They were gone but not forgotten.
A day after Mayor Carty Finkbeiner ordered 200 Marine Corps Reservists out of downtown Toledo, residents here and elsewhere expressed disappointment, disbelief, and even outrage.
His last-minute call Friday resulted in the unit canceling its planned training exercises and returning to Grand Rapids, Mich.
And by yesterday afternoon, the mayor's reaction had become a national news story picked up by Internet blogs along with the popular Web site, The Drudge Report. Media phone lines and e-mail boxes kept busy as keyboard-tapping critics sounded their opinions on what some have billed the "Carty vs. Marines" controversy.
Some compared the flap to the one Mr. Finkbeiner set off during his first term in 1994, with his proposal that the city move its deaf population to land near Toledo Express Airport.
"It makes Toledo look like a national disgrace," said Steve Baxter, 47, of Columbus, who learned of the ordeal through a national political blog. "And it reflects poorly on your mayor."
Former Marine Brian Thompson, 40, of West Toledo said he was in disbelief when he first picked up the newspaper. Soon his feelings turned to anger.
"My perception now is that Carty feels it is OK for Marines to die in Iraq, but just don't come to Toledo," said the 13-year Marine Corps veteran. "The better trained the men and women are, the better chances that they'll come home alive."
In response to his critics, Mayor Finkbeiner declared his absolute support for the Marines Corps as well as all of the nation's armed forces - yet still defended his decision to send the Marines packing.
"No matter how much I respect, love, and appreciate the military, there are better places to conduct military planning and staging sessions than the central business district," Mayor Finkbeiner told The Blade. "I think the military brass would understand and appreciate that."
On Friday, a five-bus convoy carrying about 200 members of Company A, 1st Battalion, 24th Marines of Grand Rapids, was just minutes from Toledo. A city employee informed a unit leader that the mayor opposed their plans for another three-day urban patrol exercise on downtown streets, working from the Madison Building, a mostly vacant structure that is city-owned.
Some Toledo police officials had been aware of the Marines' training plans for weeks. The mayor said that he did not learn of them until reading a news item in Friday's Blade.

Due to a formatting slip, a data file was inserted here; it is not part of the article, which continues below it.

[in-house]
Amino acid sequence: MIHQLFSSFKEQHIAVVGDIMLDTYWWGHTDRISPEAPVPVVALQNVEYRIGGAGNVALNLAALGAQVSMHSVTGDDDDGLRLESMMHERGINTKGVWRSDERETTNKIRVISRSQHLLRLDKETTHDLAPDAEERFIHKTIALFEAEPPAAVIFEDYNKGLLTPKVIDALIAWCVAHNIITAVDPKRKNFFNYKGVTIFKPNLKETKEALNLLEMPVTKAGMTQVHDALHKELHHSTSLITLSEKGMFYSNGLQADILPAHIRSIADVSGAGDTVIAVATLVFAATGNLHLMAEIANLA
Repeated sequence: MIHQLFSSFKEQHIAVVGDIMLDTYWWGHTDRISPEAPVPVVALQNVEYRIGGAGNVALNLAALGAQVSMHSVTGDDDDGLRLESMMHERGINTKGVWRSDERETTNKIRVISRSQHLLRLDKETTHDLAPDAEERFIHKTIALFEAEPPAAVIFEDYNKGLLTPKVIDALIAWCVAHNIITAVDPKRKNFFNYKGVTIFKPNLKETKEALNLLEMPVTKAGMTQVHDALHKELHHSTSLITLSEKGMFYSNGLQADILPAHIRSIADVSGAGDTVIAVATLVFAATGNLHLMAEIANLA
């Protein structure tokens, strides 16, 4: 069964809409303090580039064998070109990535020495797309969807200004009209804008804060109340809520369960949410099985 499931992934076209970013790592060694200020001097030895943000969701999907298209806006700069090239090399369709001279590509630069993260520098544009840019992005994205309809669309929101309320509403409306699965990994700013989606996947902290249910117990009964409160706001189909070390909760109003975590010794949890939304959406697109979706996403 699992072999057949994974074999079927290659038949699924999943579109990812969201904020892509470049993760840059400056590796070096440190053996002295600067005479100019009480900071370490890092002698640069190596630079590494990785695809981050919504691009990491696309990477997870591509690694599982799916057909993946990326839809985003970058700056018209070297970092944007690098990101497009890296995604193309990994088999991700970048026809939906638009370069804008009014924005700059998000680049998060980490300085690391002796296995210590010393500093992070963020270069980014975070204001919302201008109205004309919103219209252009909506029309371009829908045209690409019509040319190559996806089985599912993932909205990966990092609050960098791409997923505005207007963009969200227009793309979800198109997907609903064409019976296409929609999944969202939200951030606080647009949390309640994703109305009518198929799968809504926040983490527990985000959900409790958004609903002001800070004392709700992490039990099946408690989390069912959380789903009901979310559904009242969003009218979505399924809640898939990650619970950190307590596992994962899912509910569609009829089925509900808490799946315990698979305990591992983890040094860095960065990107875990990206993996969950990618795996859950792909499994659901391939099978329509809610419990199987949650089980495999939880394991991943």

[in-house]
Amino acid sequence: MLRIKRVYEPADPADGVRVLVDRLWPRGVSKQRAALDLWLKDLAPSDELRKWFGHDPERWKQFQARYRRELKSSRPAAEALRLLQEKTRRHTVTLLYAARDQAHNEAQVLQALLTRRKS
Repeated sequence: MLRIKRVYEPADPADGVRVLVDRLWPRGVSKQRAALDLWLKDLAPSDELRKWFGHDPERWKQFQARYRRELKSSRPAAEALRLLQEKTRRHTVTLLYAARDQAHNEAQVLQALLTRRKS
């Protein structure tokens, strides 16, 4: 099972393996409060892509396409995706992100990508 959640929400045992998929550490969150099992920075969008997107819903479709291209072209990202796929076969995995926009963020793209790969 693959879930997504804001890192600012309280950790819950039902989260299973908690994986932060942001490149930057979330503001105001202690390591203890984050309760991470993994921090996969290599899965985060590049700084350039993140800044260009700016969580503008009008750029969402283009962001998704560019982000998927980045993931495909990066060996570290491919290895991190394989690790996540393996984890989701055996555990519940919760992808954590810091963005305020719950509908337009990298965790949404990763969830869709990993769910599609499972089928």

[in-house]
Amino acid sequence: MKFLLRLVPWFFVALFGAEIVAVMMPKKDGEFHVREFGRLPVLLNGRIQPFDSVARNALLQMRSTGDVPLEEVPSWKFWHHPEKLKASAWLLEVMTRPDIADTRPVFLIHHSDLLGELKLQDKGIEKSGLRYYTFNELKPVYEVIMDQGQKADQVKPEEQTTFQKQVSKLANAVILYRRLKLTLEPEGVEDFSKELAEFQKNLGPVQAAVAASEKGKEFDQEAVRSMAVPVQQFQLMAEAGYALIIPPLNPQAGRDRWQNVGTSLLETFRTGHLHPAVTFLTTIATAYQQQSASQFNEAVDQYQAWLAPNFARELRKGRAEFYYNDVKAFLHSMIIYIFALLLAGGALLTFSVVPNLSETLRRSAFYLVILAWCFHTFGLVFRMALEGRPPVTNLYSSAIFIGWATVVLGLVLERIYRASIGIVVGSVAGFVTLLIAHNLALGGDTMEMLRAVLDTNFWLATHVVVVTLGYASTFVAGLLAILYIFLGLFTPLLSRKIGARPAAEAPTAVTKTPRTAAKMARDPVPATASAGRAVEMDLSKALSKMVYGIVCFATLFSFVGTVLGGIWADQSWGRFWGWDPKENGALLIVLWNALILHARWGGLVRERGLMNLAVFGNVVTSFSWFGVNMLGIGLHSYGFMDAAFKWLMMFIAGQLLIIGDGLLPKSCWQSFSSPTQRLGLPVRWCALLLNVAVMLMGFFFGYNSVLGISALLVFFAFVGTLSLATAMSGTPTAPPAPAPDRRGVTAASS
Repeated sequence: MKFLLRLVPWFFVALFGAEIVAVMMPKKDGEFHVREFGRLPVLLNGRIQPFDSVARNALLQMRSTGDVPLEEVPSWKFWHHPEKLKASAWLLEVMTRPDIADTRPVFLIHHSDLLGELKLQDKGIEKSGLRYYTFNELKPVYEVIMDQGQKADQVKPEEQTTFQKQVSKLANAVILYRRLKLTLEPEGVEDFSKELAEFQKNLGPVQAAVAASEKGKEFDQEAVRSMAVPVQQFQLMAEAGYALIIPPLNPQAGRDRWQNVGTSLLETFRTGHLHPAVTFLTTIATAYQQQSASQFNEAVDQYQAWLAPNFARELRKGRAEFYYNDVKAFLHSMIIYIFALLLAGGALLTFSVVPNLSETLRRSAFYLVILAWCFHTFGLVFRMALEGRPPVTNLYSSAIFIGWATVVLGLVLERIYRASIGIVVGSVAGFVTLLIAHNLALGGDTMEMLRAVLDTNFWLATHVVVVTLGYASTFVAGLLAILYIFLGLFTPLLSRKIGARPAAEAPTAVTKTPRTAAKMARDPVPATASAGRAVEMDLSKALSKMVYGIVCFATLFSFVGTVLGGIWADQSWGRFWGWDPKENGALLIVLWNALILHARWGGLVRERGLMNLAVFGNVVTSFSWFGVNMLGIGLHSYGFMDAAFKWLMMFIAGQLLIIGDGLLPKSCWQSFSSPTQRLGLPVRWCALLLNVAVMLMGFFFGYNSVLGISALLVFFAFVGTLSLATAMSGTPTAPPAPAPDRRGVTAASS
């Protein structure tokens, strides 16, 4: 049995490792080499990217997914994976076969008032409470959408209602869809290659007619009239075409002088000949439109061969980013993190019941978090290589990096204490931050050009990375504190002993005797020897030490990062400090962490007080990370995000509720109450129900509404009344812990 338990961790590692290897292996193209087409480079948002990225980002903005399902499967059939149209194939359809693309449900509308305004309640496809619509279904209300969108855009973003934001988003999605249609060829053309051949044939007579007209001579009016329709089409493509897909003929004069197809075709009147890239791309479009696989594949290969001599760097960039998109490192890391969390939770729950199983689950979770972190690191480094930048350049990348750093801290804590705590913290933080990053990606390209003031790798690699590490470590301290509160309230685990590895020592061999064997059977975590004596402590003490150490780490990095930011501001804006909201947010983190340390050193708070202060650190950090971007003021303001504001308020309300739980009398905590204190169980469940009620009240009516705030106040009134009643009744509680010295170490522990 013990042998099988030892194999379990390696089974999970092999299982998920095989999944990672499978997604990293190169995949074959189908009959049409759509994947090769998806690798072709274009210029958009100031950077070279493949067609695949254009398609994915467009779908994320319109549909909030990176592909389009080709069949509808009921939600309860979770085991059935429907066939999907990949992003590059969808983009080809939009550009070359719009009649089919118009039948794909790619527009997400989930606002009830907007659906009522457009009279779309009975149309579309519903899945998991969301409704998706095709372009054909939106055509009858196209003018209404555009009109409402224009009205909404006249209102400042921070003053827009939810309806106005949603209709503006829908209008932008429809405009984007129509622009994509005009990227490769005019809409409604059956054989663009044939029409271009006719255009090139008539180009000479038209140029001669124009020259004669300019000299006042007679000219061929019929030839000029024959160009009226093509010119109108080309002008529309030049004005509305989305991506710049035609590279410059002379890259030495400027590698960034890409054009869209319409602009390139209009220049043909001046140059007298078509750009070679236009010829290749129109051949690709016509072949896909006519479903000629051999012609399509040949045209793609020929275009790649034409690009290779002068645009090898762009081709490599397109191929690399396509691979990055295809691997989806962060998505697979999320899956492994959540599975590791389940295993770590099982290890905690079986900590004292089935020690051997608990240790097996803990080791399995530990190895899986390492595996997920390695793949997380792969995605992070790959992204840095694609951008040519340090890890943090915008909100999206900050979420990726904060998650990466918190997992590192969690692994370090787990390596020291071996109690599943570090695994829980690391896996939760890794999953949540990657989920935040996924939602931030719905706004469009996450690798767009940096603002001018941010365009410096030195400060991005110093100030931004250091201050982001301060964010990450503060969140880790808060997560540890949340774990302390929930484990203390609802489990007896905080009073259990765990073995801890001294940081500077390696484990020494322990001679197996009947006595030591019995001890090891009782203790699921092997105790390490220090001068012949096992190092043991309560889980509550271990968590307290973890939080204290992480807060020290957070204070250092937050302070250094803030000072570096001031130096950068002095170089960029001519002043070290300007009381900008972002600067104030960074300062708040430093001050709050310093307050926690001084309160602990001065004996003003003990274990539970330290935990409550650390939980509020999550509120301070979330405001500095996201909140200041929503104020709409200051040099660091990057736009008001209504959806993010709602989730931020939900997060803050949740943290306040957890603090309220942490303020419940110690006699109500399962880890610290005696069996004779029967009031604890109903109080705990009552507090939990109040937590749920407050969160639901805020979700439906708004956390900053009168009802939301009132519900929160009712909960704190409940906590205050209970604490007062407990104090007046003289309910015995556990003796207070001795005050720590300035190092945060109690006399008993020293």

Mayor Finkbeiner, a Democrat, said yesterday that he ordered the Marines out because he did not want a repeat of the last time the Marines' battalion trained downtown in May, 2006.
"I saw the military with guns drawn emulating warfare, and I observed the expressions of citizens who happened to just be coming down the sidewalk that particular Saturday noon in wonderment, asking, 'What have I found myself in the middle of?'•" the mayor said. "There was a look of wonderment on some people's faces, and there was a look of fear on other people's faces."
While glancing about a downtown nearly empty of people yesterday afternoon, Douglas Finch, Sr., 55, of West Toledo, said he found the mayor's concerns unbelievable.
Mr. Finch recalled witnessing the camouflaged and rifle-bearing Marines in downtown two years ago. He said the sight was attention-grabbing, not scary.
"We have enough empty buildings here, so why not let them train in one?" he asked.
At VFW Post 2510 in East Toledo, men and women gathered around glasses of beer as they discussed whether their mayor acted appropriately. Their verdict was a unanimous no.
Dwight Griffin, 68, a former Army National Guardsmen, said the Marines became the unwitting scapegoat for whomever failed to keep Mayor Finkbeiner informed.
"Somebody dropped a memo and the Marines got caught in the middle," Mr. Griffin said.
City Councilman Frank Szollosi said he was "dismayed" by the mayor's actions. He said he would support organizing a council-led apology next week to the Marines on behalf of the city.
Mr. Szollosi likened Toledo's present image to that of Berkeley, Calif., where City Council passed a measure urging Marine recruiters to leave a downtown office, citing the military's "Don't Ask, Don't Tell" policy.
After some California lawmakers threatened to cut $2 million in federal funding to that California city and its university campus, Berkeley's mayor apologized to U.S. servicemen.
"This might be a situation where the City Council has to apologize for the mayor's actions," said Mr. Szollosi, a Democrat. "I would certainly hope that the city of Toledo's federal funding is not put in jeopardy."
Among the few office workers downtown yesterday was Bob Gardner, an owner of the Miller, Gardner and Co. accounting firm, 500 Madison Avenue. Mr. Gardner said he and other employees witnessed the Marines 2006 visit, and recalled seeing camouflaged figures firing blank ammunition rounds.
"It scared the heck out of us, until we knew what was going on," Mr. Gardner said.
Mr. Gardner, however, said he doesn't oppose the Marines returning downtown. Prior notice is good for residents who would be caught in their mock crossfire. This year we were aware of [the exercise], and it wouldn't have bothered me one way or the other," he said.
Mayor Finkbeiner said if there is one major regret of this ordeal, it is the lack of communication to his office.
The mayor said if he had known of the Marines plans ahead of time, he could have arranged for the city to open the vacant North Towne Square mall or the former Jones Junior High School for their training.
Staff writer Bridget Tharp contributed to this story.
Contact JC Reindl at: firstname.lastname@example.org or 419-724-6065.